‘Forget Amsterdam and come straight to The Hague’

‘Forget Amsterdam and come straight to The Hague’

Born in the former Yugoslavia but travelling on a British passport, Azra Secerbegovic came to the Netherlands eight years ago. A big fan of living in The Hague, Azra has adopted the Dutch way of being on time for appointments and has no hesitation about chatting with the former queen. How did you end up in the Netherlands? I was working for an Israeli company based in Rotterdam, then started working for a Dutch company here. I did sales and... More >


‘What is being Dutch? Maastrichtenaars are very different to Groningers’

‘What is being Dutch? Maastrichtenaars are very different to Groningers’

John Flood, 43, is Irish and has been a lecturer in English literature at Groningen University for six years. He is surprised by the way the government thinks it worth trying to ban the burqa in the middle of a financial crisis and would like to meet stadhouder Willem III, to find out the truth about those rumours. How did you end up in the Netherlands? A job came up at the English department of the University of Groningen and... More >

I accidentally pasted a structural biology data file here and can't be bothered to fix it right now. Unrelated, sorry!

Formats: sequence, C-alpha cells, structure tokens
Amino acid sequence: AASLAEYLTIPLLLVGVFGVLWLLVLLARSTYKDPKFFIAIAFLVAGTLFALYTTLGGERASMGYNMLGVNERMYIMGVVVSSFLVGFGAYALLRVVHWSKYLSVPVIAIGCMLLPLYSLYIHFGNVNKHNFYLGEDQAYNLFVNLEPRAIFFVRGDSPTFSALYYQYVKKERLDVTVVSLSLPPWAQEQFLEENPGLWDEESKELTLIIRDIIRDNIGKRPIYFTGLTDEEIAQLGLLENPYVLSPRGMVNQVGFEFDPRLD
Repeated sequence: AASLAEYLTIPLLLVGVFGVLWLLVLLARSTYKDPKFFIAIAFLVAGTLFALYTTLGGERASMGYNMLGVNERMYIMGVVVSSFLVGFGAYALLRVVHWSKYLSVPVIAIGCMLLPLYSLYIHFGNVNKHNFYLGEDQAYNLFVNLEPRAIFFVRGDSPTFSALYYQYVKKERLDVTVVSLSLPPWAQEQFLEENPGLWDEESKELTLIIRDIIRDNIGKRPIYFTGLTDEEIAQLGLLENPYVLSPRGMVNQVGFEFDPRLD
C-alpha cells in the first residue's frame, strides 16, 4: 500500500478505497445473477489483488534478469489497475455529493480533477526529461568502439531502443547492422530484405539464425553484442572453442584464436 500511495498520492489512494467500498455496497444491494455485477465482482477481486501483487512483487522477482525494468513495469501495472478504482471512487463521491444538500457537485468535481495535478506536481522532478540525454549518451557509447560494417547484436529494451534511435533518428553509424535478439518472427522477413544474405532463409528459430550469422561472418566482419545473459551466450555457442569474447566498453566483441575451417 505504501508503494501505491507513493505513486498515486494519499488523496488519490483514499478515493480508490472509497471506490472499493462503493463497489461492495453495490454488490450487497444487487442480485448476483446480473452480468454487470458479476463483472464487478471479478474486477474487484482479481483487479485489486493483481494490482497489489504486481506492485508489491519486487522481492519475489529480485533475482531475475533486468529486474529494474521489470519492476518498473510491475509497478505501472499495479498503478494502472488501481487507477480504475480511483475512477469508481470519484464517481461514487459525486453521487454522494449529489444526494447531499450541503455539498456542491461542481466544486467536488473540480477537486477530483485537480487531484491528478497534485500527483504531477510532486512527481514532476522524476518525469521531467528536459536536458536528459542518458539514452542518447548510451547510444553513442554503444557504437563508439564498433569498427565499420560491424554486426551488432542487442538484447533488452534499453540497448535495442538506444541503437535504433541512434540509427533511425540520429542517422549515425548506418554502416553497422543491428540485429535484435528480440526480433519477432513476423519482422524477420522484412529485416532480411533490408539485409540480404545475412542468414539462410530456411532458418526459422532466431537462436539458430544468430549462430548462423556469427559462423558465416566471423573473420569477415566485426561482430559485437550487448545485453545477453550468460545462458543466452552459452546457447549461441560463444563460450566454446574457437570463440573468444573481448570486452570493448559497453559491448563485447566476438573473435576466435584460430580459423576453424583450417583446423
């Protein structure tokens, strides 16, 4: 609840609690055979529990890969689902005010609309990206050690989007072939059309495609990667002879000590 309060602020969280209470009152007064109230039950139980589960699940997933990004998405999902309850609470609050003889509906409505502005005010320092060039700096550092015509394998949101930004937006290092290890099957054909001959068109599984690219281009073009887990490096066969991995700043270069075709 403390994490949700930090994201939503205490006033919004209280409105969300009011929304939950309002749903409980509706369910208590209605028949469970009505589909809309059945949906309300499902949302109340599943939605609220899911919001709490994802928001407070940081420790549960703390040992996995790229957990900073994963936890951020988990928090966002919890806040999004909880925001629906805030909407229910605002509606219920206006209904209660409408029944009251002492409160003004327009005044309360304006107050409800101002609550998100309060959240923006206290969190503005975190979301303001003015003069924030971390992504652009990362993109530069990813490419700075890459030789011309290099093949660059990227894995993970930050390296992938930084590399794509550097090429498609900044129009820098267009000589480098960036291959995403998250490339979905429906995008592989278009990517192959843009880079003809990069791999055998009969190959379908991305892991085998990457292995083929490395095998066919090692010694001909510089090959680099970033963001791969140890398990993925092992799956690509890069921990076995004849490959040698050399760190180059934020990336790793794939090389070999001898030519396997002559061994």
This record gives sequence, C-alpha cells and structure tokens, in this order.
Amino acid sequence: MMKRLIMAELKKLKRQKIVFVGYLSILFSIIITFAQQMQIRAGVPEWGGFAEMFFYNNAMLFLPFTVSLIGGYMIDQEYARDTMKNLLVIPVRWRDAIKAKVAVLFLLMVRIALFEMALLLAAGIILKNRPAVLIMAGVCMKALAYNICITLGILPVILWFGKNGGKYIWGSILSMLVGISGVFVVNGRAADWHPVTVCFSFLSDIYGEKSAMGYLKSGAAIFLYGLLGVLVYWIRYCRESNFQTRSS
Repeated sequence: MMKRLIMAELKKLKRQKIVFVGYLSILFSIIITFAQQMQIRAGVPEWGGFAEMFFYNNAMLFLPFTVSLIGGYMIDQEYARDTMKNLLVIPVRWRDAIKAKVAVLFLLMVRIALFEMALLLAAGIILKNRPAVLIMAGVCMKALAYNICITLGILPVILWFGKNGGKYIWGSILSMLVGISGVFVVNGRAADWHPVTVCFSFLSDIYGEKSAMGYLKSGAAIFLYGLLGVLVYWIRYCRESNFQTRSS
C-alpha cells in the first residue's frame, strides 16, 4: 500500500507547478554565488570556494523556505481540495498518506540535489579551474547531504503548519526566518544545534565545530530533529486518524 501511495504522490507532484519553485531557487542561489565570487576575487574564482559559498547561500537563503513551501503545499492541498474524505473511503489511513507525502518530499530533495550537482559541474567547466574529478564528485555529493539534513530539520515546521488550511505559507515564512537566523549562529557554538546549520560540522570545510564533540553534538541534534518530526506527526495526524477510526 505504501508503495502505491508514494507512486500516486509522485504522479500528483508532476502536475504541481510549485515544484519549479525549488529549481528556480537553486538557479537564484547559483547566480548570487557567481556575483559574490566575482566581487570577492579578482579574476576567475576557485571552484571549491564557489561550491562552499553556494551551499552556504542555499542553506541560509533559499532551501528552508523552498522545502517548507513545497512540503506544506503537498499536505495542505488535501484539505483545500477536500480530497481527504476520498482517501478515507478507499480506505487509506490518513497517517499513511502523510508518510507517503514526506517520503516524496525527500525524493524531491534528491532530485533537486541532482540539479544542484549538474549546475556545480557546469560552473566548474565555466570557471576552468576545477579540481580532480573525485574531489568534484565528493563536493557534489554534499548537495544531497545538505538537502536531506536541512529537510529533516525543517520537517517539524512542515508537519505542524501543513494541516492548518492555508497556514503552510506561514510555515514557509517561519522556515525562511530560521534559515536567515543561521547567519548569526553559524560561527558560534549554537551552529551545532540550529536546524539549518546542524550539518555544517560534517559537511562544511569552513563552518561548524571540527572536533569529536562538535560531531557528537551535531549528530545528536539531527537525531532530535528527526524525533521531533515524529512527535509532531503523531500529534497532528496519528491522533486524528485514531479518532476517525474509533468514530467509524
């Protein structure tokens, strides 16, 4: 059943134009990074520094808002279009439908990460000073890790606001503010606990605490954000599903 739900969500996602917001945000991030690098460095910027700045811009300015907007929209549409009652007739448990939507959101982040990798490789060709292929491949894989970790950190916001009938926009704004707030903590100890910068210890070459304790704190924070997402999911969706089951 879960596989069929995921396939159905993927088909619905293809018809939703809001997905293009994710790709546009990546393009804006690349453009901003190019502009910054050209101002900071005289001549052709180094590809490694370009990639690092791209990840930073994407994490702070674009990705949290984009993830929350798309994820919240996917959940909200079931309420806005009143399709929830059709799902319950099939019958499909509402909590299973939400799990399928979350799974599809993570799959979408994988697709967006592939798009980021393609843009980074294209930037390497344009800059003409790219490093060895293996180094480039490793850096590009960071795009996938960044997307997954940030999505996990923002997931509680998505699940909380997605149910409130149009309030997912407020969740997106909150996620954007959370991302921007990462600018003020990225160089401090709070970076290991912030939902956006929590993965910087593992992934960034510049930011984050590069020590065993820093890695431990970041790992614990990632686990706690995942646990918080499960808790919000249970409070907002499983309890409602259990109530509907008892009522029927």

‘I’ve become an impatient cyclist; I think I rule the road on my bike’

‘I’ve become an impatient cyclist; I think I rule the road on my bike’

Dan Fennessy (36) is the founder and CEO of Party With A Local, an app that helps travelers connect with locals and discover fun things to do that aren’t in the guidebooks. Since he’s been here, Dan has become a father, an impatient cyclist and a krentenbol aficionado. How did you end up in the Netherlands? I did a round the world trip back in 2006. Right at the end of that trip I was backpacking in Central America and... More >


‘I will keep the Dutch tradition of playing games with all the family’

‘I will keep the Dutch tradition of playing games with all the family’